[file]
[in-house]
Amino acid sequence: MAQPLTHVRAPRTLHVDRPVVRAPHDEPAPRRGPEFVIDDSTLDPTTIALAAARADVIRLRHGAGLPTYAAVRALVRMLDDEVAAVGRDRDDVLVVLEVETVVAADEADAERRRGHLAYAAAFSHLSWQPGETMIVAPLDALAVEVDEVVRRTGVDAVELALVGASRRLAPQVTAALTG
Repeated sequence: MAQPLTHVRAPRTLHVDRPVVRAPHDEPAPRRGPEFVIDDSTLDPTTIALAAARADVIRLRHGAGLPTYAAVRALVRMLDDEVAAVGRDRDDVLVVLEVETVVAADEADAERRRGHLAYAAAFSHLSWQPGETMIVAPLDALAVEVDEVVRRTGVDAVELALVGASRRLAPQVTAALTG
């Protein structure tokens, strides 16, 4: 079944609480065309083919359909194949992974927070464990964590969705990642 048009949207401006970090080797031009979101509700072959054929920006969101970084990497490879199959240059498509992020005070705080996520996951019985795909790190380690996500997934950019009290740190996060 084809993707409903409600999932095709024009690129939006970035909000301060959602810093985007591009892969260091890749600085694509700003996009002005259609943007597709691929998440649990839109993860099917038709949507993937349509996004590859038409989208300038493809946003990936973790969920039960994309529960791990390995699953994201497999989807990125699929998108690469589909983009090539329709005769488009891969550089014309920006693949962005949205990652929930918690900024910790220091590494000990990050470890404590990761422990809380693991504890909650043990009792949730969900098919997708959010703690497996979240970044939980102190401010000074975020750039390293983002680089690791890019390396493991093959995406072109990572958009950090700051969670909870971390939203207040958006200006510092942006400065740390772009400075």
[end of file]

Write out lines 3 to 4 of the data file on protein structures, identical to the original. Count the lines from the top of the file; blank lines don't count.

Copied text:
Repeated sequence: MAQPLTHVRAPRTLHVDRPVVRAPHDEPAPRRGPEFVIDDSTLDPTTIALAAARADVIRLRHGAGLPTYAAVRALVRMLDDEVAAVGRDRDDVLVVLEVETVVAADEADAERRRGHLAYAAAFSHLSWQPGETMIVAPLDALAVEVDEVVRRTGVDAVELALVGASRRLAPQVTAALTG
């Protein structure tokens, strides 16, 4: 079944609480065309083919359909194949992974927070464990964590969705990642 048009949207401006970090080797031009979101509700072959054929920006969101970084990497490879199959240059498509992020005070705080996520996951019985795909790190380690996500997934950019009290740190996060 084809993707409903409600999932095709024009690129939006970035909000301060959602810093985007591009892969260091890749600085694509700003996009002005259609943007597709691929998440649990839109993860099917038709949507993937349509996004590859038409989208300038493809946003990936973790969920039960994309529960791990390995699953994201497999989807990125699929998108690469589909983009090539329709005769488009891969550089014309920006693949962005949205990652929930918690900024910790220091590494000990990050470890404590990761422990809380693991504890909650043990009792949730969900098919997708959010703690497996979240970044939980102190401010000074975020750039390293983002680089690791890019390396493991093959995406072109990572958009950090700051969670909870971390939203207040958006200006510092942006400065740390772009400075």